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Our digital economy rests upon a vast infrastructure of broadband lines and transmitter masts.
No wonder the £57bn communications sector is the second largest in the economy. People of all ages rely on these networks for shopping, entertainment, and to stay in touch with friends and family. Companies of all sizes need them to do business. They are the essential tools of the information age – central to modern finance, healthcare, transport and agriculture.
As communications play an increasingly critical role in our lives, the supporting infrastructure must keep pace with the needs of people and businesses.
Part of Ofcom’s role is to help ensure people across the UK can access a decent internet service, watch TV and make phone calls where and when they need to.
Over the last decade Northern Ireland’s digital infrastructure has significantly improved, but there are some areas that still don't have an acceptable level of service.
While challenges remain in extending coverage to harder-to-reach areas, continued investment by communications providers and government means more people than ever before in Northern Ireland now have access to high speed fixed-line and mobile services.
Broadband and fixed telephone services typically rely upon a fixed connection from the local telephone exchange to a home or business premises. This is known as the ‘access network’. In most areas there are only one or two physical networks that provide this connection, usually they belong to BT or Virgin Media.
In the past, BT’s network used a copper connection between the customer’s premises and a local exchange. This copper phone line was usually carried by a combination of telegraph poles, underground ducts and street cabinets.
BT has been upgrading its access network by introducing fibre connections. This usually involves deploying fibre between local exchanges and street cabinets to make a fibre to the cabinet (FTTC) network, with copper still used between the street cabinet and the customer’s premises.
The distance between your house and the nearest fibre-enabled cabinet or exchange can have an impact on your broadband speed. As the broadband signal travels along the copper line, it becomes weaker and this slows down the broadband speed. So, the longer the copper line, the slower your broadband.
In a growing number of cases BT is deploying fibre to the premises (FTTP), which removes the need for a copper connection, even to the cabinet.
Virgin Media’s access network is different: it provides a connection between a customer’s premises and a street cabinet using a coaxial cable to support TV and broadband. This network also has a twisted copper cable to support standard telephones. Virgin Media then uses fibre rings to connect the street cabinets to a hub site (the cable equivalent to an exchange). Although, Virgin Media is increasingly deploying FTTP in its new network deployment.
With copper-based networks, telecoms providers can offer standard broadband services. With fibre and cable-based networks, telecoms providers can offer superfast or ultrafast broadband services, depending on the technology.
You can check what broadband speed you’re currently getting, and what speed you might get in the future at the NI Broadband website.
Mobile networks require a network of interconnected ‘base stations’, often called masts. The masts transmit and receive radio signals to provide voice and data services – usually called 2G, 3G or 4G.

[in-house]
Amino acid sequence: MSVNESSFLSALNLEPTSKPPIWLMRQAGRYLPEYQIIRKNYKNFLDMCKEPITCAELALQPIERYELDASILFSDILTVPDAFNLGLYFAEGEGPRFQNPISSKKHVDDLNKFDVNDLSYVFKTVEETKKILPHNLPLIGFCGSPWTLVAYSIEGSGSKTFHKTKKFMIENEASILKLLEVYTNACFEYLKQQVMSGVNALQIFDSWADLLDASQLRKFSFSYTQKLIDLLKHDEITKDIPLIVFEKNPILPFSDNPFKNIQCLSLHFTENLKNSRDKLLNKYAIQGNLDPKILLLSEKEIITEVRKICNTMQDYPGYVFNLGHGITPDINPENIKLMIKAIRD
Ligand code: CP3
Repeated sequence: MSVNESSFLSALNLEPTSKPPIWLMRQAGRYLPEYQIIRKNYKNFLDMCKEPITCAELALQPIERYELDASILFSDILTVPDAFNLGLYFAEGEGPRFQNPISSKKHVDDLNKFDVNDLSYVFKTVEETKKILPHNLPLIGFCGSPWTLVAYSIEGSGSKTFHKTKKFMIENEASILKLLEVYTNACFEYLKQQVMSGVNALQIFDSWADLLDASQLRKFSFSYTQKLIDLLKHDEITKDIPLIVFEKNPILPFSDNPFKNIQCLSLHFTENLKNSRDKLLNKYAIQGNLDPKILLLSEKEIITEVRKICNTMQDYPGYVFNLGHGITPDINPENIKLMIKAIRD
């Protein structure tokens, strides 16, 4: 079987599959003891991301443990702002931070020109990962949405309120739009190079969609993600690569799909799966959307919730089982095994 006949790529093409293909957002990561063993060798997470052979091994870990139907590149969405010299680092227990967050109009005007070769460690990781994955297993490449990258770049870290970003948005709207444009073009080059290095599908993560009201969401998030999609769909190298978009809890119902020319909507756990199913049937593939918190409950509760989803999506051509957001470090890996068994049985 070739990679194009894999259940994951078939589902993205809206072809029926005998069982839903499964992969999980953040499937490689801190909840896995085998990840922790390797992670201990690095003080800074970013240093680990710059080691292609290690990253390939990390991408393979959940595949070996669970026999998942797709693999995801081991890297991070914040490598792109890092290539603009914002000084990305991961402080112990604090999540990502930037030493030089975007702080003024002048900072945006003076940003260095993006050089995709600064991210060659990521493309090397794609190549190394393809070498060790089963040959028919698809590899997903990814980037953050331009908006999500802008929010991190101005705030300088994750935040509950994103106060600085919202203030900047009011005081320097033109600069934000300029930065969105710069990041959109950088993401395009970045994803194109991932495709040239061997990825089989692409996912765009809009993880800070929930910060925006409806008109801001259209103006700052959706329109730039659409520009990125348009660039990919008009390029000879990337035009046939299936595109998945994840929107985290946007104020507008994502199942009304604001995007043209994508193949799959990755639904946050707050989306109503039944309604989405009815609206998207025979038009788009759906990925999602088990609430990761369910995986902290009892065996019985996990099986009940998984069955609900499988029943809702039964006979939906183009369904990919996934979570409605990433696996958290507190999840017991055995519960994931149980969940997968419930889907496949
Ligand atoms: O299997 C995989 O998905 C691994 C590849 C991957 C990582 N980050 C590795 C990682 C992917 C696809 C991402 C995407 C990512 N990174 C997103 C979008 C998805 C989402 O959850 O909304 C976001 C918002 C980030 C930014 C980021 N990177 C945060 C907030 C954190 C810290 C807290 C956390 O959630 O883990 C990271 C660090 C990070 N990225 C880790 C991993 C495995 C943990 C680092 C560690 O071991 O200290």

When you make a call on your mobile phone or tablet, your call is transmitted as a radio signal to the nearest mast. From there the call is carried back over the network of masts to a switching site where it connects to the network of the person you are calling, and that may be a fixed-line or mobile network.
A mobile mast covers a limited geographic area and can only handle a limited amount of traffic at any one time. Mobile devices are relatively short-range devices and so masts need to be sited close to where people live, work and travel.
Mobile networks are made up of a mix of several types of base stations: freestanding masts, rooftop equipment and sometimes lamppost-style masts or even indoor transmitters the size of a standard modem or router.
You can check the check indoor/outdoor mobile coverage and availability for voice, 3G and 4G services from all major providers on the Ofcom website.
Digital television services can be received in three ways: via satellite, cable or TV aerial. This last platform is Digital Terrestrial Television – more commonly known as ‘Freeview’.
There are 46 TV transmitters across Northern Ireland broadcasting the Freeview service. Of these, 43 are TV ‘relay’ transmitters, which provide terrestrial TV to communities where signals from the three primary TV transmitter masts – Divis Mountain, Limavady, and Brougher Mountain – are not available. Across the whole UK, there are 80 primary transmitters, and around 1,000 relays which typically serve relatively small areas.
Relay transmitters carry fewer channels than primary transmitters. This is because when the digital TV switchover took place, only the public service broadcasters (the BBC, ITV/UTV, Channel 4 and Channel 5) were required to match the near-universal coverage of their former analogue channels. Therefore, relay masts only carry services from the public service broadcasters. All relays transmit around 18 standard TV channels, and a further six high definition channels can be received by relay viewers who have Freeview HD TV equipment. The three primary transmitters carry the full range of around 70 TV channels.
You can check the predicted Freeview coverage and the channels available at your address on the Digital UK website.
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